The thesis’s results advance the literature in several ways. First, it provides evidence in support of theoretical works that emphasise the precautionary motive of cash holding, the value of liquid assets, and their implications for corporate decisions (Gamba and Triantis, 2008, Riddick and Whited, 2009, Bolton et al., 2011). Second, while existing approaches aim at to measure the level of financial flexibility, I, in contrast, follow a new approach to measure the economic value of financial flexibility by using the stock market reaction as a means to an end to measure VOFF and subsequently utilize this measure to study different issues on corporate investment and credit risk. I view my thesis as an extension to Rapp et al.’s (2014) works by providing new empirical evidence of possible effects of VOFF a firm’s investment policy and credit risk. From a practical viewpoint, this thesis highlights the impacts of financial flexibility on real investment decisions and its risk relevance. The findings also help to explain why financial flexibility is a first-order consideration in making financial decisions among the top CEO around the globe (Graham and Harvey, 2001, Brounen et al., 2004, Campello et al., 2010). Furthermore, since VOFF is found to have significantly explanatory power for the variation in credit risk it can help to increase the information set to predict credit risk by relevant parties such as managers, suppliers, and lenders, among others.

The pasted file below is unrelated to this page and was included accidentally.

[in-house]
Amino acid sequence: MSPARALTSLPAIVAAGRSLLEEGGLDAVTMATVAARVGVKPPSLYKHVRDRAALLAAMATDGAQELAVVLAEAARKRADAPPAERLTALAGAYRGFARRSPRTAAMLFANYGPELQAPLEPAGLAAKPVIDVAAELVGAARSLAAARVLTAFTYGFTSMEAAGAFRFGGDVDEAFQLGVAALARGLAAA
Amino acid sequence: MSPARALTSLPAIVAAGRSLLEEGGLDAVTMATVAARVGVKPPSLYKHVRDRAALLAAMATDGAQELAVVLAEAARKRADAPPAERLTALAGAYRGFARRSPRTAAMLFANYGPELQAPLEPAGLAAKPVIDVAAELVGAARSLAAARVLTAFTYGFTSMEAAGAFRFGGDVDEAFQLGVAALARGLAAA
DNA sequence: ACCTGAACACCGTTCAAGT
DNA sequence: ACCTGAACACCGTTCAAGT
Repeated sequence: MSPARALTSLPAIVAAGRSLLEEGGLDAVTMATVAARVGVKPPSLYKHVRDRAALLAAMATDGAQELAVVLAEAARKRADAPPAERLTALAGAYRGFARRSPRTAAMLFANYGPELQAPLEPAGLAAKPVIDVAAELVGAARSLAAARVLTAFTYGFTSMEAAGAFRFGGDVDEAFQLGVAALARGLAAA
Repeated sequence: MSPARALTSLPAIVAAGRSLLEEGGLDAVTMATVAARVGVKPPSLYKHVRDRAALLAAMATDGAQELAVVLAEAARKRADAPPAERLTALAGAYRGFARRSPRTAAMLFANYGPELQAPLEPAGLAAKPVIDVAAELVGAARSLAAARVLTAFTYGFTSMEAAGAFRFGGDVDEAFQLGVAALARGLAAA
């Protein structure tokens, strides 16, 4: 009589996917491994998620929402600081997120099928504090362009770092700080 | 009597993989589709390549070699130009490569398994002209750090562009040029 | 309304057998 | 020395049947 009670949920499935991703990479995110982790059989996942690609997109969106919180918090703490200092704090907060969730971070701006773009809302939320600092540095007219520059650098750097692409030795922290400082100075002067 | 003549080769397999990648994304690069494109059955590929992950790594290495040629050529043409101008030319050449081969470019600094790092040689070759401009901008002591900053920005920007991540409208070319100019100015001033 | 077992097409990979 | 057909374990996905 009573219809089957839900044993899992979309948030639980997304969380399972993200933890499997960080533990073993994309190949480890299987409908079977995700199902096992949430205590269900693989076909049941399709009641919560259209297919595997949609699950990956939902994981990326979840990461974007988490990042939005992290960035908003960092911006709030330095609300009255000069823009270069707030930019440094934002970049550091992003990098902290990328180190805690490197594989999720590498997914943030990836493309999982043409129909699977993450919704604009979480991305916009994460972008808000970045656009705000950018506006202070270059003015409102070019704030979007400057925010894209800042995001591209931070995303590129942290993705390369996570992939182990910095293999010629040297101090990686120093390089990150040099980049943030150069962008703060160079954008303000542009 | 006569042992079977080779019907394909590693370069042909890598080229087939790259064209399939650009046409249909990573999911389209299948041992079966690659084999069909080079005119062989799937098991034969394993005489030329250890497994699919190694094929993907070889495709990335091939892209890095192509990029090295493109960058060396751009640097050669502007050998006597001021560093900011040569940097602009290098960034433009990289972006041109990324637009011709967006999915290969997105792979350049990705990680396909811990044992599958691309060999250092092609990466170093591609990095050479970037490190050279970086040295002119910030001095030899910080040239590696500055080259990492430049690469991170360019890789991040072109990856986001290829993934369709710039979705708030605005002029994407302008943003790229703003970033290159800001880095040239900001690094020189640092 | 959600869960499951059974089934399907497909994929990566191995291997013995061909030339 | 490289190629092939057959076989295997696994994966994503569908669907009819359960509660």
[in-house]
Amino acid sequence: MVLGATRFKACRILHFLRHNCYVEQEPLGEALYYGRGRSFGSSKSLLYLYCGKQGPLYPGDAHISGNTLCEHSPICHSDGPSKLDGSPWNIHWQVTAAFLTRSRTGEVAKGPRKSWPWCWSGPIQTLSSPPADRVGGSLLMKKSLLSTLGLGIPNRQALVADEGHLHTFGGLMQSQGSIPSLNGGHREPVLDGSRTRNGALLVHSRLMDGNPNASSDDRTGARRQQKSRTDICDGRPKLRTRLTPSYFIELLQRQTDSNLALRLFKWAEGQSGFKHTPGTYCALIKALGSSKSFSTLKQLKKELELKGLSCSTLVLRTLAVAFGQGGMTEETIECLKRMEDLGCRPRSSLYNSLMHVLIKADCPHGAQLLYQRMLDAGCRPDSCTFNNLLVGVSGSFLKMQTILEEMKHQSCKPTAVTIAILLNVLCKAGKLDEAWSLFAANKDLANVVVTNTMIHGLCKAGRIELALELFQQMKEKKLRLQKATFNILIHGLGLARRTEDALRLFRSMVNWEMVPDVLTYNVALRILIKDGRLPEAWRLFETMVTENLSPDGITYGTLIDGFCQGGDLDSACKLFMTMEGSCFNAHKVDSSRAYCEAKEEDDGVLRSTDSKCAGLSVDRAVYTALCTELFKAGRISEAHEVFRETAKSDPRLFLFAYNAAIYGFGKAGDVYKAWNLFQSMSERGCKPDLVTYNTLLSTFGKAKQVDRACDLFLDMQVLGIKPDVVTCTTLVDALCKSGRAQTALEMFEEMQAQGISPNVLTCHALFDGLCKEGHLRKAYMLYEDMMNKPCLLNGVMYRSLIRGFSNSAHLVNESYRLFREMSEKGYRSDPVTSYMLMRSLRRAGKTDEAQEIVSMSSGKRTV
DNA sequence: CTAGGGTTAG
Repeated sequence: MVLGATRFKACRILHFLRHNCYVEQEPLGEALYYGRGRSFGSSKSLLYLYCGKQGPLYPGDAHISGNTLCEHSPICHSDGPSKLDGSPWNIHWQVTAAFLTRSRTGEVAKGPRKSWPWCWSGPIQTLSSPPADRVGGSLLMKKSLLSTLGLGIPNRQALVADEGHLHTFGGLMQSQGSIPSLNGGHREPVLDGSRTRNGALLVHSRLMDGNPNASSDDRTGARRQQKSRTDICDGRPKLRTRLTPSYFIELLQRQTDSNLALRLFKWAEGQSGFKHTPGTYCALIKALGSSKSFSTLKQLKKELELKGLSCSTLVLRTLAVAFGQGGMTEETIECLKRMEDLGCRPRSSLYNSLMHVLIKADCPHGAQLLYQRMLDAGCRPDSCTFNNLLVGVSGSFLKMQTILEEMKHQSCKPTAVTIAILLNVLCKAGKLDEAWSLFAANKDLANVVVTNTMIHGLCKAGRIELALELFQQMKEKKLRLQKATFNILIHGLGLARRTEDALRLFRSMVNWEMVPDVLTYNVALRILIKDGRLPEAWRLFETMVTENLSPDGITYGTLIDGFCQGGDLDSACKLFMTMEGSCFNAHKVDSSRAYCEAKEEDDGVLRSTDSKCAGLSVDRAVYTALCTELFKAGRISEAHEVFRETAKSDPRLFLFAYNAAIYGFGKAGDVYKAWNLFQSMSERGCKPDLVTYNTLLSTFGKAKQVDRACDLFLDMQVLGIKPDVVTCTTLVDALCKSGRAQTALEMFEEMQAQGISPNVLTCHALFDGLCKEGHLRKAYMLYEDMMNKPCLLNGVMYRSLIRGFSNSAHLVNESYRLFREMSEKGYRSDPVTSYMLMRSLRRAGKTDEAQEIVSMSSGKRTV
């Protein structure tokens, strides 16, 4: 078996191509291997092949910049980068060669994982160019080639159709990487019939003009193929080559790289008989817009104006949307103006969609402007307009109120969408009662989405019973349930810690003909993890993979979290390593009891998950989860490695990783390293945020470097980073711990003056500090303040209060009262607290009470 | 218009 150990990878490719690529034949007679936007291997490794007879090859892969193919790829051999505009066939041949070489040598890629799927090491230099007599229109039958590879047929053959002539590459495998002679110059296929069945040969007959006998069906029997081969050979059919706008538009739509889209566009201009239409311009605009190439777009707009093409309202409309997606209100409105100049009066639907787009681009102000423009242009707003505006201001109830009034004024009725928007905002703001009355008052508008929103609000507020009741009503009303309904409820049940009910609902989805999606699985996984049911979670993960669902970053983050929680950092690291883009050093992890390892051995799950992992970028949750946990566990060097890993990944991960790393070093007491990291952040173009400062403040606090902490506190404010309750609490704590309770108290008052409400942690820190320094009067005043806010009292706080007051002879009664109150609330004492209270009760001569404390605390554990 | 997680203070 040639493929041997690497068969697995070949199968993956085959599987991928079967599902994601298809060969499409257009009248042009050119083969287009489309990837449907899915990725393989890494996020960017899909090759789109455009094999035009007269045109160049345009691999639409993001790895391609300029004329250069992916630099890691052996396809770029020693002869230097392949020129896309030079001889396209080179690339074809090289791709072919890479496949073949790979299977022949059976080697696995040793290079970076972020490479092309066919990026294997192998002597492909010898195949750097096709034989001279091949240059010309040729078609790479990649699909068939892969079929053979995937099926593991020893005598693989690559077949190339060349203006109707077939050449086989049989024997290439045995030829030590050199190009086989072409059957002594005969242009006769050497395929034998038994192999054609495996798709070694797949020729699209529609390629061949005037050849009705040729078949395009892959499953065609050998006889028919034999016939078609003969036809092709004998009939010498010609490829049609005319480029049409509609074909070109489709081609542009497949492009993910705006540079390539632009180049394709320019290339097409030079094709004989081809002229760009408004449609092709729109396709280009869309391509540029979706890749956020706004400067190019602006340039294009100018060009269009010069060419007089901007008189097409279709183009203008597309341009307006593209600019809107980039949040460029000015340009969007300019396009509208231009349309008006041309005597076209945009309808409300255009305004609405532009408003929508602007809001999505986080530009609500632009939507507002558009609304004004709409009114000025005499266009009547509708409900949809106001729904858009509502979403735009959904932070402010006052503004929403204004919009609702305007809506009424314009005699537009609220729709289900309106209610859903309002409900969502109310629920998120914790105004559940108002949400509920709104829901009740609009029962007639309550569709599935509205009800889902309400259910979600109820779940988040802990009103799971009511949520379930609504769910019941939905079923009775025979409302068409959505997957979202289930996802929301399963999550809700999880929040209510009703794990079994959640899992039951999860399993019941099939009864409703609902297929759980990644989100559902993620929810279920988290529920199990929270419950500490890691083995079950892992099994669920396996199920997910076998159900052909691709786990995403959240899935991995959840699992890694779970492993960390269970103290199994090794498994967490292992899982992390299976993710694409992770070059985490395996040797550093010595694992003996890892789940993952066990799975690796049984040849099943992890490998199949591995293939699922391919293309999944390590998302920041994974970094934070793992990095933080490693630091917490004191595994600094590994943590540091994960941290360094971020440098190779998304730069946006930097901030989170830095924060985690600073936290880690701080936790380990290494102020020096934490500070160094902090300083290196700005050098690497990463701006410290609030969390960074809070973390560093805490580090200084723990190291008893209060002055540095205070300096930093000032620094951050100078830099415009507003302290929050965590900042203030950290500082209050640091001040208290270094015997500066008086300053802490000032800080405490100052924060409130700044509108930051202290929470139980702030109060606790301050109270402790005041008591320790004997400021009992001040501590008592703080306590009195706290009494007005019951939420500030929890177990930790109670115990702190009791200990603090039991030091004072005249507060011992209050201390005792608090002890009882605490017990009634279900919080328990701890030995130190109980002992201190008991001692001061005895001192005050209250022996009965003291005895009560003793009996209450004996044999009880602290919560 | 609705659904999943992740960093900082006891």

University of Southampton
Sang, Le Quang
e2092d98-d955-4225-a161-5479f6697cb1
Sang, Le Quang
e2092d98-d955-4225-a161-5479f6697cb1
Mishra, Tapas
218ef618-6b3e-471b-a686-15460da145e0

Sang, Le Quang (2018) The value of financial flexibility, corporate investment policy and financial distress risk. University of Southampton, Doctoral Thesis, 357pp.

Record type: Thesis (Doctoral)

Abstract

This study investigates the effects of the value of financial flexibility (VOFF) on corporate investment policies and distress risk. I empirically examine three main following research questions: (1) Does VOFF affect level and efficiency of firm’s capital investment, (2) does VOFF impact corporate ability to invest in working capital and the speed of working capital adjustment, and (3) does VOFF explain the variation in a firm’s default probability.